Anna admits to Sean’s brother (Peter Stormare) and his wife Clara (Anne Heche) that since he died, life without him hasn’t gotten easier and she hasn’t let go of his memory. She admits that it is a crazy notion to believe that this boy is her dead husband. Anna admits to falling in love with him again via the boy and in this scene Kidman conveys an honesty and vulnerability that is heartbreaking. We are seeing a woman that is beginning to believe that this kid may be her deceased husband. The more time she spends with him, the more doubts she has about her impending marriage to Joseph.
Birth is anchored by an astonishing performance from Nicole Kidman, who delivers on the promise she showed in Eyes Wide Shut with a layered portrayal of a conflicted woman. The emotional range she displays during the film is complex. She avoids attention-grabbing histrionics for something more nuanced, utilizing an array of subtle facial expressions that convey Anna’s internal turmoil. Near the end of the film, Anna lays it all out for Joseph and tells him what she wants – to be happy and have a good life – things that everyone wants. It’s a simple and honest admission, which Kidman delivers with heartfelt sincerity. One has to give the actress credit for eschewing box office clout for more challenging fare in the 2000s (and beyond), appearing in some truly interesting films and turning in some great performances, chief among them Birth.
Danny Huston does an excellent slow burn as Anna’s fiancé. Initially, he doesn’t take the boy seriously, but over the course of the film he gets increasingly frustrated. Huston has a nice scene where Joseph is stood up by Anna (for the boy) and we see him staring out the window of a place that they were supposed to look at with the possibility of living together. As the camera slowly zooms in on him we see a mixture of anger and hurt play over his face as he realizes that Anna is gradually slipping away. His frustration over the whole situation finally comes to a boil at a recital when Sean repeatedly kicks his chair. Joseph finally explodes, physically attacking the boy. The way Huston reacts to this bratty behavior (the first time we’ve seen Sean act like a boy his age) is amusing and a bit scary, but you have to feel for the guy. Joseph has been incredibly patient with Anna up to this point and one could sense that this outburst was coming.
Anne Heche and Peter Stormare are cast wonderfully against type. Both have played their share of eccentric characters with larger than life traits, but in Birth Glazer dials them back so that they deliver earthy, naturalistic performances. Heche, in particular, is a minor revelation, especially during the scene where Clara tests the boy’s knowledge of Sean with some startling admissions of her own.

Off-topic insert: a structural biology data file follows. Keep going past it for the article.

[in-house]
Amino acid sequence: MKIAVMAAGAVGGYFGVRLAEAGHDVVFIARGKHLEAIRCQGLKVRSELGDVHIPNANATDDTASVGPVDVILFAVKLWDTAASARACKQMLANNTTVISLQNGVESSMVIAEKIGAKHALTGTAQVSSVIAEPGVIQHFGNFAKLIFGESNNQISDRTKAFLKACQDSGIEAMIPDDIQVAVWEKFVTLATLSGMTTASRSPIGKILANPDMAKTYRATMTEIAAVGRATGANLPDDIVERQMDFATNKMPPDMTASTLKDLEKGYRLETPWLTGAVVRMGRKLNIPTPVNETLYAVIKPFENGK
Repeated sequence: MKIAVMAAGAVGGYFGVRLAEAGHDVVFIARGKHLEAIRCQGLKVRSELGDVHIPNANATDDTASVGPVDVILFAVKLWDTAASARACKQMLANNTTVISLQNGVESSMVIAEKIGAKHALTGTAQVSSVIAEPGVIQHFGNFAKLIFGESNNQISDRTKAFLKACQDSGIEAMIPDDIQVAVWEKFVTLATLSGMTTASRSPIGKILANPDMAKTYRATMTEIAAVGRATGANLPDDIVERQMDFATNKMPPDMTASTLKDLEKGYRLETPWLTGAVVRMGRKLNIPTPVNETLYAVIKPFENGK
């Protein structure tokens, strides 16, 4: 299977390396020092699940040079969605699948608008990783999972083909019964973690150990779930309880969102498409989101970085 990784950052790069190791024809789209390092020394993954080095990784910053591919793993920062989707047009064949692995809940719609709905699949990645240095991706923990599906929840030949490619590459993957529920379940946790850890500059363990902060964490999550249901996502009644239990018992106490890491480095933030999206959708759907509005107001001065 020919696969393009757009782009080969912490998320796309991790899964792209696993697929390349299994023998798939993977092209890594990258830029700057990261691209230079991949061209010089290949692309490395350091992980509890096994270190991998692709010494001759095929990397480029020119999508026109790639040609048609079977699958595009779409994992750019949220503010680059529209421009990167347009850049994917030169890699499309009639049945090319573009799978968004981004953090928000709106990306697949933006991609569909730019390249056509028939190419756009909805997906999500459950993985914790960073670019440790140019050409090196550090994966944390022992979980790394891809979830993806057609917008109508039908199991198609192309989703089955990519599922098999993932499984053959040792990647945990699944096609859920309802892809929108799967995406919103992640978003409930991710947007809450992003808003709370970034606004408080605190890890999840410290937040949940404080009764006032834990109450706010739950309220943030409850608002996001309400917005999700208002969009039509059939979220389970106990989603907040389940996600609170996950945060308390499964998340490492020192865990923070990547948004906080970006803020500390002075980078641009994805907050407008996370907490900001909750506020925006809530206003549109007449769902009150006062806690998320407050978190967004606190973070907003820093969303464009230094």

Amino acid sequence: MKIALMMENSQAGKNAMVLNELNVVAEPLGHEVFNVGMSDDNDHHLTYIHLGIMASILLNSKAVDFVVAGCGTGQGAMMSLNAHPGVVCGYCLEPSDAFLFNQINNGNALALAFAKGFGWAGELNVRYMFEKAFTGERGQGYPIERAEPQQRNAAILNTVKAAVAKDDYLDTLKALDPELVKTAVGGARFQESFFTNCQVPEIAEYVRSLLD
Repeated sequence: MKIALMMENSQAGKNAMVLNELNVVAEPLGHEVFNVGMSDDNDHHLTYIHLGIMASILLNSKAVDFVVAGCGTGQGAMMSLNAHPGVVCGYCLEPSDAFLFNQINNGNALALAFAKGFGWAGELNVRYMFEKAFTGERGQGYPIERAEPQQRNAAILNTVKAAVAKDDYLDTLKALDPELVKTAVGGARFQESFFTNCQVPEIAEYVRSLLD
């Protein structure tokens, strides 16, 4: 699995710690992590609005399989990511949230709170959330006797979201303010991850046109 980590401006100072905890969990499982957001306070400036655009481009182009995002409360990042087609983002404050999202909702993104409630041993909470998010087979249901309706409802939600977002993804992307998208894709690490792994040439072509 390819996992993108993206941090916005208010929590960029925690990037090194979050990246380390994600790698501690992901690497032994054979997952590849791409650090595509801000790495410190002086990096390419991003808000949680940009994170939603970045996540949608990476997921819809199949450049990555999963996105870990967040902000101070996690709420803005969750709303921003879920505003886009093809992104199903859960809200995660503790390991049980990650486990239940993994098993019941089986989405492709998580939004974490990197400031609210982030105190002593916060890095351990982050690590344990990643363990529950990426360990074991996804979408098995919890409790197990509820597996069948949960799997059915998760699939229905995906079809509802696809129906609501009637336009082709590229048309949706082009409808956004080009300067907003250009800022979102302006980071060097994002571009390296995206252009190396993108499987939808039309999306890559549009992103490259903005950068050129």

Birth takes place in the same rarefied Upper East Side upper crust milieu as Eyes Wide Shut. It feels and even looks like these characters could exist in the same world as the one Kubrick created. The protagonists in both films are driven by fear with Bill in Eyes Wide Shut afraid of his wife’s fantasy of committing infidelity, while Anna is afraid of getting remarried. Glazer adopts some of the master’s trademark techniques from that film, including medium compositions, the use of zooms, and tracking shots. Alexandre Desplat’s score for Birth, with its elegant, classical orchestrations, also evokes Eyes Wide Shut, at times. There are Kubrickian elements from other films, like when Joseph attacks the boy, which is reminiscent of a similar scene in Barry Lyndon (1975) and the bit where the hotel desk clerk bounces a ball against the lobby wall, which is a sly reference to the same action in The Shining (1980). With its sublimely framed scenes and Harris Savides’ breathtaking cinematography, Birth is the best Kubrick film the man never made.
Birth began as a one-paragraph idea that director Jonathan Glazer thought up years ago. He gave it to Jean-Claude Carriere (The Unbearable Lightness of Being) who wrote the screenplay with Robin Wright Penn in mind to play Anna. Initially, the script focused more on the boy’s story. Then, Glazer brought in Milo Addica (Monster’s Ball) and they reworked the plot, shifting the focus to Anna. It was at this point that Glazer met Nicole Kidman. She had not received a copy of the script, but came across it and contacted him. The director met her in Los Angeles over lunch and after talking with her for 20 minutes, offered the actress the part of Anna. Addica kept working on the script right through much of principal photography, claiming to have worked on more than 21 drafts.
After Cameron Bright was cast as the boy, Glazer rewrote a lot of the script. At first, he was afraid that the young actor was too closely associated with the “creepy kid” he played in Godsend (2004), but Carriere told him to stay young with the child. Bright was nine-years-old at the time and Glazer “found something very adult in him – and something very vague, which allows Anna to imbue him with what she wants.” He never gave Bright the script to read and instead told him that his character was telling the truth and nobody believed him.” According to Glazer, it was his job to make sure Bright “was convincing.”